Eastern European trolls controlled large US Christian Facebook pages
According to a report, Facebook “has given the largest voice in the Christian American community to a handful of bad actors, who have never been to church”.
MIT, Relevant · CALIFORNIA · 07 OCTOBER 2021 · 13:20 CET
Nineteen of Facebook top 20 pages for American Christians were managed by Eastern European troll farms, and internal report obtained by MIT Technology Review from a former Facebook employee, reveals.
The troll farms —professionalized groups that work coordinated to post provocative content, often propaganda, to social media— are largely based in Kosovo and Macedonia, and were reaching 140 million US users per month, 75% of whom had never followed any of the pages.
The report points out that “collectively, their Christian Facebook pages reach about 75 million users a month, an audience 20 times the size of the next largest Christian Facebook page”.
“Instead of users choosing to receive content from these actors, it is our platform that is choosing to give [these troll farms] an enormous reach”, wrote the report’s author, Jeff Allen, a former senior-level data scientist at Facebook.
“Give the largest voice in the Christian American community to bad actors”
According to Allen, Facebook “has given the largest voice in the Christian American community to a handful of bad actors, who, based on their media production practices, have never been to church”.
“This is not normal. This is not healthy. We have empowered inauthentic actors to accumulate huge followings for largely unknown purposes”, he added.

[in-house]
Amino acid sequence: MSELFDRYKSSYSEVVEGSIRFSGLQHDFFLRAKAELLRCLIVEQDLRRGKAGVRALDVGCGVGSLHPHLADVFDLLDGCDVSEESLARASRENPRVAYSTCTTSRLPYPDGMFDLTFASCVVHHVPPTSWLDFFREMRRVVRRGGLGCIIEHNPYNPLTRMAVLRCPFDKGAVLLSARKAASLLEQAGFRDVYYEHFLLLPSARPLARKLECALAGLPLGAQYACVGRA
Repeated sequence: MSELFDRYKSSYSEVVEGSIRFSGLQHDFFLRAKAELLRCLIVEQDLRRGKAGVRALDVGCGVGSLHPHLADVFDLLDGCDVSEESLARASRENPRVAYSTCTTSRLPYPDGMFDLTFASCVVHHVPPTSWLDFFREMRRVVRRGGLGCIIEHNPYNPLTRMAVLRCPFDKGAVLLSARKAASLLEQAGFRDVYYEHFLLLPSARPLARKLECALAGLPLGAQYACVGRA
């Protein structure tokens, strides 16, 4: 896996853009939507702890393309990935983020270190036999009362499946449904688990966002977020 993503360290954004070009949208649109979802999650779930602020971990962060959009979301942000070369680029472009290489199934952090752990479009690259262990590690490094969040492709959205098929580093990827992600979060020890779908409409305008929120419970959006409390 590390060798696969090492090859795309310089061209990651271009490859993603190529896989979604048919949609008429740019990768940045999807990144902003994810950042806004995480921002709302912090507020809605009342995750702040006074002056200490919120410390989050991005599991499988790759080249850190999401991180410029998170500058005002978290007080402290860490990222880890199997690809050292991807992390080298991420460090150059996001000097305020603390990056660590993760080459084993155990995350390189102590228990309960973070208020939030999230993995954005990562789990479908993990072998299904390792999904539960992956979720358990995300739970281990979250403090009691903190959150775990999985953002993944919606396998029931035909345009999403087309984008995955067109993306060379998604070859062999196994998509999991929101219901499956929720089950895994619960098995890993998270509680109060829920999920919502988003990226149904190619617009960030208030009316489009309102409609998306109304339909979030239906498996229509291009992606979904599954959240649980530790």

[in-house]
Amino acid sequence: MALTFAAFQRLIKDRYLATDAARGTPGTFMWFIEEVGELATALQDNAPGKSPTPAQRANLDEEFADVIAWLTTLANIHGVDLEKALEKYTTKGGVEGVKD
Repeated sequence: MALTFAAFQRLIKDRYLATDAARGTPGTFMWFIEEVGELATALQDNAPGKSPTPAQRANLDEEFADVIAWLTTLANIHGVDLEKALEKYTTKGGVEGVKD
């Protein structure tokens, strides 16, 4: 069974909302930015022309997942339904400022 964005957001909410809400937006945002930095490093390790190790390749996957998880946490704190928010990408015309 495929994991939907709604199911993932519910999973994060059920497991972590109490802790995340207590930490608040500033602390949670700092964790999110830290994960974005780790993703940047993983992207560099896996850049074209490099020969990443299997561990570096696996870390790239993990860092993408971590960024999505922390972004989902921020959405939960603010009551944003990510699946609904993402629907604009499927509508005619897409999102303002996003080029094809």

The Facebook report, which was written in the lead up to the 2020 U.S. presidential election, also found that those troll farms were reaching the same demographic groups singled out by the Kremlin-backed Internet Research Agency (IRA) during the 2016 election, which had targeted Christians, Black Americans, and Native Americans.
In 2018, a BuzzFeed News investigation already revealed that at least one member of the Russian IRA, indicted for alleged interference in the 2016 US election, had also visited Macedonia around the emergence of its first troll farms, though it didn’t find concrete evidence of a connection.
Five troll-farm pages remain active
Joe Osborne, a Facebook spokesperson, said in a statement that the company “had already been investigating these topics; we stood up teams, developed new policies, and collaborated with industry peers to address these networks”, at the time of Allen’s report.
“We have taken aggressive enforcement actions against these kinds of foreign and domestic inauthentic groups and have shared the results publicly on a quarterly basis”, stressed Osborne.
However, in the process of fact-checking this story shortly before publication, MIT Technology Review found that “five of the troll-farm pages mentioned in the report remained active”.
Although Facebook was aware of the troll farms and their manipulation in 2016, they did little to address the issue, even when the 2020 report also suggested a possible solution, stating that “this is far from the first time humanity has fought bad actors in our media ecosystems”.
Allen pointed to Google’s use of what’s known as a graph-based authority measure, which assesses the quality of a web page according to how often it cites and is cited by other quality web pages, to demote bad actors in its search rankings.
“We have our own implementation of a graph-based authority measure. If the platform gave more consideration to this existing metric in ranking pages, it could help flip the disturbing trend in which pages reach the widest audiences”, concluded the former Facebook senior-level data scientist.